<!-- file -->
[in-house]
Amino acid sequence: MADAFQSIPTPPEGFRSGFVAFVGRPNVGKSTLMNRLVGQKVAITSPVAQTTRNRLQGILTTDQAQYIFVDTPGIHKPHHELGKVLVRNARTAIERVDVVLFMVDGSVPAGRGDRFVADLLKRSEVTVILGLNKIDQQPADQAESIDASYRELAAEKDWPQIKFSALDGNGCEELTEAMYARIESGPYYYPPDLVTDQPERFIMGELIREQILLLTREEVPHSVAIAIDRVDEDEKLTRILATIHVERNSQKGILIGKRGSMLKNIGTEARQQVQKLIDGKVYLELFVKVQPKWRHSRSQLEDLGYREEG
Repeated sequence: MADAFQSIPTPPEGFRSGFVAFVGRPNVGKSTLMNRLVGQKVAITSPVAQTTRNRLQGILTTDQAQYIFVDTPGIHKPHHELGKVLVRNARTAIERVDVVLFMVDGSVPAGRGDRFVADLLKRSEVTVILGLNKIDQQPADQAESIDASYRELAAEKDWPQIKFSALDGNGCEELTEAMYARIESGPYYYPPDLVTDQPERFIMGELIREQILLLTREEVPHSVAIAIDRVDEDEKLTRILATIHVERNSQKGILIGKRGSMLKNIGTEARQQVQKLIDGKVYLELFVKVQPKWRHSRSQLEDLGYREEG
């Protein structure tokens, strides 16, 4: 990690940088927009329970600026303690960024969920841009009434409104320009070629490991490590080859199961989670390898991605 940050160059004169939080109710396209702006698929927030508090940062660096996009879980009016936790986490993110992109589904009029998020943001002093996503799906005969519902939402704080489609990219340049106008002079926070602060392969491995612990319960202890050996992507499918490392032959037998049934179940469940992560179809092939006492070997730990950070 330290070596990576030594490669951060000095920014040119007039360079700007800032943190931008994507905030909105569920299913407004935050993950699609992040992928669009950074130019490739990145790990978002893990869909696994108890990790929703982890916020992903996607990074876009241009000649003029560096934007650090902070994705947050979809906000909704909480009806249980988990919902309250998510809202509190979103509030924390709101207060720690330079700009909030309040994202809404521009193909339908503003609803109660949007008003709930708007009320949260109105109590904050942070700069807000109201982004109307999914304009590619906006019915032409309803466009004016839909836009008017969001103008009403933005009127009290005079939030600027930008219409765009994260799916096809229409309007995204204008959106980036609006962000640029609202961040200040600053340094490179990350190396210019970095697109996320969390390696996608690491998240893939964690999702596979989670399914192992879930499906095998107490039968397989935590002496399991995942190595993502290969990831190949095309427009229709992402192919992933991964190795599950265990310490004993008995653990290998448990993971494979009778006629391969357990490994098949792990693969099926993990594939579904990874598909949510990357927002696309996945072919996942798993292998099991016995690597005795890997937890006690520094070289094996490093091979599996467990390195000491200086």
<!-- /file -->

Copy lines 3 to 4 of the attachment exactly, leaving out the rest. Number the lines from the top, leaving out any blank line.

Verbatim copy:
Repeated sequence: MADAFQSIPTPPEGFRSGFVAFVGRPNVGKSTLMNRLVGQKVAITSPVAQTTRNRLQGILTTDQAQYIFVDTPGIHKPHHELGKVLVRNARTAIERVDVVLFMVDGSVPAGRGDRFVADLLKRSEVTVILGLNKIDQQPADQAESIDASYRELAAEKDWPQIKFSALDGNGCEELTEAMYARIESGPYYYPPDLVTDQPERFIMGELIREQILLLTREEVPHSVAIAIDRVDEDEKLTRILATIHVERNSQKGILIGKRGSMLKNIGTEARQQVQKLIDGKVYLELFVKVQPKWRHSRSQLEDLGYREEG
């Protein structure tokens, strides 16, 4: 990690940088927009329970600026303690960024969920841009009434409104320009070629490991490590080859199961989670390898991605 940050160059004169939080109710396209702006698929927030508090940062660096996009879980009016936790986490993110992109589904009029998020943001002093996503799906005969519902939402704080489609990219340049106008002079926070602060392969491995612990319960202890050996992507499918490392032959037998049934179940469940992560179809092939006492070997730990950070 330290070596990576030594490669951060000095920014040119007039360079700007800032943190931008994507905030909105569920299913407004935050993950699609992040992928669009950074130019490739990145790990978002893990869909696994108890990790929703982890916020992903996607990074876009241009000649003029560096934007650090902070994705947050979809906000909704909480009806249980988990919902309250998510809202509190979103509030924390709101207060720690330079700009909030309040994202809404521009193909339908503003609803109660949007008003709930708007009320949260109105109590904050942070700069807000109201982004109307999914304009590619906006019915032409309803466009004016839909836009008017969001103008009403933005009127009290005079939030600027930008219409765009994260799916096809229409309007995204204008959106980036609006962000640029609202961040200040600053340094490179990350190396210019970095697109996320969390390696996608690491998240893939964690999702596979989670399914192992879930499906095998107490039968397989935590002496399991995942190595993502290969990831190949095309427009229709992402192919992933991964190795599950265990310490004993008995653990290998448990993971494979009778006629391969357990490994098949792990693969099926993990594939579904990874598909949510990357927002696309996945072919996942798993292998099991016995690597005795890997937890006690520094070289094996490093091979599996467990390195000491200086």